The Food Lovers' Cookbook Collection

Bistronomy by Jane Sigal

So why are we reviewing a book about Bistronomy in Paris and claiming that it deserves a place in our “best books” list? Apart from the fact that our general preference is to eat bistro fare rather than tricked up, contorted food in Michelin-starred restaurants there is a connection to bistronomy through wine. Almost every restaurant that features in this book has a wine list that is either completely based on natural wines (nearly all of them) or else is heavily weighted towards them.

That is not to say that we haven’t done our fair share of Michelin restaurants in Paris. In the nineties and in the early noughties we enjoyed meals at places such as Alain Ducasse, l’Arpege, Taillevent, Le Bristol, L'Atelier de Joël Robuchon and more. However as the decade progressed we found ourselves less willing to submit ourselves to the Ferris Wheel as often. By this we mean that once you enter the portals of a three star Michelin restaurant it is the dining equivalent of getting on a Ferris Wheel ride. You submit yourself to the whole experience of amuse bouche, maybe many tasting plates (we had over twenty at one restaurant), and then maybe one or more pre-desserts and then dessert and then mignardises (regularly topped up at some restaurants) before you are able to exit the ride.

We therefore found ourselves gravitating to the newly opened bistros such as La Régelade or L’Ami Jean or Les Papilles where we could have a three course meal at a very reasonable price and also enjoy a bottle of natural wine.

Next, our regular visits to Paris always began with a visit to James Henry’s Bones, a place which featured strongly in the book. We would go to Bones both for the sublime food and the very strong list of natural-only wines. Unfortunately James closed Bones in August so we have had to change our habits!

Now we have to make a decision. Will it be one of the newer offerings such as Le Servan, Clamato, Ellsworth, Clown Bar and Martin or will we go to an old favourite such as Le Dauphin, Le Baratin, Le Verre Volé, l’Ami Jean and Saturne? Notice that we haven’t mentioned our favourite Parisian restaurant Septime – we always try to go there on our last day in France because it ensures a fitting finale to the trip. All of these restaurants have a strong natural wine program and all are in the book except for Le Baratin.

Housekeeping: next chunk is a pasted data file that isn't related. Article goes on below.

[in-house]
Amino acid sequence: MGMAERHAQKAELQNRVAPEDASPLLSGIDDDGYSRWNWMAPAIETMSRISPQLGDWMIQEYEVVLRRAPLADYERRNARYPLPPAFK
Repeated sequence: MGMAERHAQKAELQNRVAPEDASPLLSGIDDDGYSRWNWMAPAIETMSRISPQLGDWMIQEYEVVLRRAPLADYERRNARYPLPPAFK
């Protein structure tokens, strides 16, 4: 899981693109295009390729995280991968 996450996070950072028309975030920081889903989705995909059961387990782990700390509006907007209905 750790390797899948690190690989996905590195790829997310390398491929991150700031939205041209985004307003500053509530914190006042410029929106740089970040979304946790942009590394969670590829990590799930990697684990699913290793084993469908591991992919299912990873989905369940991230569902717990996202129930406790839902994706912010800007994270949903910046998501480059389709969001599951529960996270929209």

In Bistronomy, Jane Sigal has assembled a book of recipes from this new-wave restaurants in Paris that have had such a positive effect on the dining experience in that city and re-established Paris as one of the great dining destinations of the world.

However, it is not just a book of recipes. The author chronicles the rise of restaurants serving bistro food with a gastronomic sensibility (from where the word is derived). But there is another layer in the information provided which is important.

She also chronicles where the chefs worked before they opened their restaurants. Almost without exception the chefs have impeccable credentials from serious restaurants such as l’Arpege, La Meurice, Louis XV, l’Atelier du Joël Robuchon, Troisgros and Pierre Gagnaire.

They all bring much of the precision and love of great ingredients to their new ventures, as well as the discipline that’s required to run a great kitchen. What is missing are the most expensive ingredients and the frippery and the high price tags. It is possible to eat in many of the restaurants mentioned in the book for around 30 to 40 Euros and considerably less at lunch time.

The book would not be complete, of course, without paying due respect to Yves Camdeborde who set up La Régelade in 1992 after leaving his prestigious position at the Hôtel de Crillon. His new restaurant was a bare bones affair always with a queue out the door. However the food he served was a different matter. The waiting staff passed around large terrines from which the diners cut their own tranche. Offal was ever present. Cheaper offcuts of meats that were shunned by high-end restaurants were embraced by the chefs such as Camdebourde and equally embraced by their customers. Desserts were not fussy, but were delicious.